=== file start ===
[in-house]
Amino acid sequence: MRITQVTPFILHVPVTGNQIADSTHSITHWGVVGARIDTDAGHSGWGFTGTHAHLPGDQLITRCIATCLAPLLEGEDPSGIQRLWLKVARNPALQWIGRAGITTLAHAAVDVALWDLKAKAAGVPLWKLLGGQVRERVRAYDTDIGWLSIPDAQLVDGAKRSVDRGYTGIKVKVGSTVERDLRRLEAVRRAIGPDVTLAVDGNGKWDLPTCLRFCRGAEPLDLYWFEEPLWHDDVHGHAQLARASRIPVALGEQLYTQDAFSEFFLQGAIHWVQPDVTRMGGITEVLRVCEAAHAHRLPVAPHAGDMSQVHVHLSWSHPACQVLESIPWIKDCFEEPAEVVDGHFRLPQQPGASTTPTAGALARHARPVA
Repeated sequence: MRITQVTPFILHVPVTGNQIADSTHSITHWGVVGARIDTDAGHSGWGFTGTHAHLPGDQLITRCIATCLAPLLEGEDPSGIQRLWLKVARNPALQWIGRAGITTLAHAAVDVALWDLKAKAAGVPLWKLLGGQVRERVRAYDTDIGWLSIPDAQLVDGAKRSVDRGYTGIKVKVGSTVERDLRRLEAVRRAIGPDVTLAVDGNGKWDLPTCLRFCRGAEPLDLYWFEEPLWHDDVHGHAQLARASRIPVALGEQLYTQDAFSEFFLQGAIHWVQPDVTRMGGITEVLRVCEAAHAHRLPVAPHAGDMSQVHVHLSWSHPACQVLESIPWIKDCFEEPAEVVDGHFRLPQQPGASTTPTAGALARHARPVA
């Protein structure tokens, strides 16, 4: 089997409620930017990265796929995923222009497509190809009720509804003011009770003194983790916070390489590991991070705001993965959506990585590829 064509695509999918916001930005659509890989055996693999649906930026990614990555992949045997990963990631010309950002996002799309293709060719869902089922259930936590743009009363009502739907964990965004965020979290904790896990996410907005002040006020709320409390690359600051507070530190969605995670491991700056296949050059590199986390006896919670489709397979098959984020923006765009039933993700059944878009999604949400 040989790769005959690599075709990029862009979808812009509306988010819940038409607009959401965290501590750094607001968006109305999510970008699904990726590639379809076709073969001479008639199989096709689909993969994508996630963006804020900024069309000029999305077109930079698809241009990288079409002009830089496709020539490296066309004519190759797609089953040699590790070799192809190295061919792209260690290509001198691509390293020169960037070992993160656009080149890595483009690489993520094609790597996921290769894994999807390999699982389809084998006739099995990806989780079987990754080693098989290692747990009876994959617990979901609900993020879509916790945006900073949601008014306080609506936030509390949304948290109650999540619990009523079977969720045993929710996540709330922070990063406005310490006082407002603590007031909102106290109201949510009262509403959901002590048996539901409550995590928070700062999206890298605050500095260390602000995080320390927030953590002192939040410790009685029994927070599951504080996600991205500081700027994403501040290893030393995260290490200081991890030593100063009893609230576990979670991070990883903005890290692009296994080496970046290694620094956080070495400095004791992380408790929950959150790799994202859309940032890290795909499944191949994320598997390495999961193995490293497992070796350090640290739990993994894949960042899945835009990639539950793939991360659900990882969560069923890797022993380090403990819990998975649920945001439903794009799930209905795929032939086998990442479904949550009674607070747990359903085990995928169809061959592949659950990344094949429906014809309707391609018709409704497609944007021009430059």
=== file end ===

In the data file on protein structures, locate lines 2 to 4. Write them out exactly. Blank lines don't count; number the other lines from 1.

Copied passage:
Amino acid sequence: MRITQVTPFILHVPVTGNQIADSTHSITHWGVVGARIDTDAGHSGWGFTGTHAHLPGDQLITRCIATCLAPLLEGEDPSGIQRLWLKVARNPALQWIGRAGITTLAHAAVDVALWDLKAKAAGVPLWKLLGGQVRERVRAYDTDIGWLSIPDAQLVDGAKRSVDRGYTGIKVKVGSTVERDLRRLEAVRRAIGPDVTLAVDGNGKWDLPTCLRFCRGAEPLDLYWFEEPLWHDDVHGHAQLARASRIPVALGEQLYTQDAFSEFFLQGAIHWVQPDVTRMGGITEVLRVCEAAHAHRLPVAPHAGDMSQVHVHLSWSHPACQVLESIPWIKDCFEEPAEVVDGHFRLPQQPGASTTPTAGALARHARPVA
Repeated sequence: MRITQVTPFILHVPVTGNQIADSTHSITHWGVVGARIDTDAGHSGWGFTGTHAHLPGDQLITRCIATCLAPLLEGEDPSGIQRLWLKVARNPALQWIGRAGITTLAHAAVDVALWDLKAKAAGVPLWKLLGGQVRERVRAYDTDIGWLSIPDAQLVDGAKRSVDRGYTGIKVKVGSTVERDLRRLEAVRRAIGPDVTLAVDGNGKWDLPTCLRFCRGAEPLDLYWFEEPLWHDDVHGHAQLARASRIPVALGEQLYTQDAFSEFFLQGAIHWVQPDVTRMGGITEVLRVCEAAHAHRLPVAPHAGDMSQVHVHLSWSHPACQVLESIPWIKDCFEEPAEVVDGHFRLPQQPGASTTPTAGALARHARPVA
């Protein structure tokens, strides 16, 4: 089997409620930017990265796929995923222009497509190809009720509804003011009770003194983790916070390489590991991070705001993965959506990585590829 064509695509999918916001930005659509890989055996693999649906930026990614990555992949045997990963990631010309950002996002799309293709060719869902089922259930936590743009009363009502739907964990965004965020979290904790896990996410907005002040006020709320409390690359600051507070530190969605995670491991700056296949050059590199986390006896919670489709397979098959984020923006765009039933993700059944878009999604949400 040989790769005959690599075709990029862009979808812009509306988010819940038409607009959401965290501590750094607001968006109305999510970008699904990726590639379809076709073969001479008639199989096709689909993969994508996630963006804020900024069309000029999305077109930079698809241009990288079409002009830089496709020539490296066309004519190759797609089953040699590790070799192809190295061919792209260690290509001198691509390293020169960037070992993160656009080149890595483009690489993520094609790597996921290769894994999807390999699982389809084998006739099995990806989780079987990754080693098989290692747990009876994959617990979901609900993020879509916790945006900073949601008014306080609506936030509390949304948290109650999540619990009523079977969720045993929710996540709330922070990063406005310490006082407002603590007031909102106290109201949510009262509403959901002590048996539901409550995590928070700062999206890298605050500095260390602000995080320390927030953590002192939040410790009685029994927070599951504080996600991205500081700027994403501040290893030393995260290490200081991890030593100063009893609230576990979670991070990883903005890290692009296994080496970046290694620094956080070495400095004791992380408790929950959150790799994202859309940032890290795909499944191949994320598997390495999961193995490293497992070796350090640290739990993994894949960042899945835009990639539950793939991360659900990882969560069923890797022993380090403990819990998975649920945001439903794009799930209905795929032939086998990442479904949550009674607070747990359903085990995928169809061959592949659950990344094949429906014809309707391609018709409704497609944007021009430059």